Theoretically, to prevent such looting, unclaimed property is moved to the custody of the Custodian of Enemy Property, to be handled until returned to its owners.
The term "looting" is also sometimes used to refer to antiquities being removed from countries by unauthorized people, either domestic people breaking the law seeking monetary gain, or by foreign nations, which are usually more interested in prestige or previously, "scientific discovery". An example of this might be the removal of the contents of Egyptian tombs which were transported to museums across the West. Whether this constitutes "looting" is a debated point, with other parties pointing out that the Europeans were usually given permission of some sort, and that many of the treasures wouldn't have been discovered at all if the Europeans hadn't funded and organized the expeditions or digs that located them. Many of these antiquities have already been returned to their country of origin voluntarily.
Looting of industryEdit
In the aftermath of the Second World War, Soviet forces systematically plundered the Soviet occupation zone of Germany, including the Recovered Territories which were to be transferred to Poland. They sent valuable industrial equipment, infrastructure and whole factories to the Soviet Union. The Allies, without rail transport and blocked by the seas, were limited to pillage of high value German scientific and industrial technologies such as rocketry and jet aircraft.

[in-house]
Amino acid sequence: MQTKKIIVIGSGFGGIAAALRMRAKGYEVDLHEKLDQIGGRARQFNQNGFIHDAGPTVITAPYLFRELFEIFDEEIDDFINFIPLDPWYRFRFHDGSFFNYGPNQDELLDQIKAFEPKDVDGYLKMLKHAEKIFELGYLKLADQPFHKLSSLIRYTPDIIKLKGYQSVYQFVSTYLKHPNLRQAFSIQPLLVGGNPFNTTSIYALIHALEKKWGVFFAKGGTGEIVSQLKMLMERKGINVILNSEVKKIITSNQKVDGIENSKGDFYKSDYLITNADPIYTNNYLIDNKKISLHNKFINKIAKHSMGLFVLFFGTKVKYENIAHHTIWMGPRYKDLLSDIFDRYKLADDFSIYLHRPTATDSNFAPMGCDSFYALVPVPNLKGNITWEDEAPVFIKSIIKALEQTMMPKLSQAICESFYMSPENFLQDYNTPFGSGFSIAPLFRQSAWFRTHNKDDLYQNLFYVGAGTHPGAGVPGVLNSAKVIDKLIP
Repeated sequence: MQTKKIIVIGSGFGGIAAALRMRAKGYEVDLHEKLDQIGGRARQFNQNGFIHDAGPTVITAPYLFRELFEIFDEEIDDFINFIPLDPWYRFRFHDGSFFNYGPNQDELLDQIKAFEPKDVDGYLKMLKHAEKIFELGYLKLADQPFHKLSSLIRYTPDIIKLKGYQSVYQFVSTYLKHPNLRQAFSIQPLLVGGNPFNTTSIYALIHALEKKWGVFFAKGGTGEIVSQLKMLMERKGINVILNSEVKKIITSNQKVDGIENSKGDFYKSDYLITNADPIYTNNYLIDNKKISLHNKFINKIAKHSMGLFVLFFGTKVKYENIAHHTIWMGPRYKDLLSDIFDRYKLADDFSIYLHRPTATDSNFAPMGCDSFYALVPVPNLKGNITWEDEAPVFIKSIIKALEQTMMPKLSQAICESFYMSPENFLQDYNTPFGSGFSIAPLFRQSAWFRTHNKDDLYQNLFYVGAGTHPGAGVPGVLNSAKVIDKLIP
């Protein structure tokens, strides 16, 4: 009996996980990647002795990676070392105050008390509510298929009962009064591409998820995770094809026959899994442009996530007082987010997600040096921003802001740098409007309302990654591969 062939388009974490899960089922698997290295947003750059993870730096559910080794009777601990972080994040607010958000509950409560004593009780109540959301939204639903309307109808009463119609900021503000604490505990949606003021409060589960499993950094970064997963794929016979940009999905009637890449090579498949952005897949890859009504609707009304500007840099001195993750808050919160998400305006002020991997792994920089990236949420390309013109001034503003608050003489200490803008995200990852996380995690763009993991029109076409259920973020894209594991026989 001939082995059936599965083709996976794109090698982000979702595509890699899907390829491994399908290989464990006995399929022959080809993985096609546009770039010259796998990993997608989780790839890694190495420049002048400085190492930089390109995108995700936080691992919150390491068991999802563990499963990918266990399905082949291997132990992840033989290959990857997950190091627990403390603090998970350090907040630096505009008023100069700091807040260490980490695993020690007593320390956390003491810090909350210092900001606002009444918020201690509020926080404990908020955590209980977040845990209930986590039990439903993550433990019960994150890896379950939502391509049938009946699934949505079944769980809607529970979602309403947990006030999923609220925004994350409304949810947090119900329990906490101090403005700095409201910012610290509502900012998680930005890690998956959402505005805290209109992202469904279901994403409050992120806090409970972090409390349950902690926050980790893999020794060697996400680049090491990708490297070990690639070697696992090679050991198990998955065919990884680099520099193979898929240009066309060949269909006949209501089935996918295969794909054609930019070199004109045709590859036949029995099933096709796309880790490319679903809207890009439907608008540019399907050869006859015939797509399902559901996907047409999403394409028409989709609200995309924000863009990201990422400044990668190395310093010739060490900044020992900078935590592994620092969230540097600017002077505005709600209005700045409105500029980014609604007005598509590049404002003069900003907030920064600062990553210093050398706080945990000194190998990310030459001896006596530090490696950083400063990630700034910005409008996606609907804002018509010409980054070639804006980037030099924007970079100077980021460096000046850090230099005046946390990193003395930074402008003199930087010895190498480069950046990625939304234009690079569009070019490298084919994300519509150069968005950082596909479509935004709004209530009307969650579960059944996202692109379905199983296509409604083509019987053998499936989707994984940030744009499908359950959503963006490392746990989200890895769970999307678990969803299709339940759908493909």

Many factories in the rebels' zone of Aleppo during the Syrian civil war were reported as being plundered and their assets transferred abroad. Agricultural production and electronic power plants were also taken to be sold elsewhere.
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|Wikimedia Commons has media related to Looting.|
- Stewart, James, "Corporate War Crimes: Prosecuting Pillage of Natural Resources", 2010
- Abudu, Margaret, et al., "Black Ghetto Violence: A Case Study Inquiry into the Spatial Pattern of Four Los Angeles Riot Event-Types," 44 Social Problems 483 (1997)
- Curvin, Robert and Bruce Porter, Blackout Looting (1979)
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- Green, Stuart P., "Looting, Law, and Lawlessness," 81 Tulane Law Review 1129 (2007)
- Mac Ginty, "Looting in the Context of Violent Conflict: A Conceptualisation and Typology," 25 Third World Quarterly 857 (2004)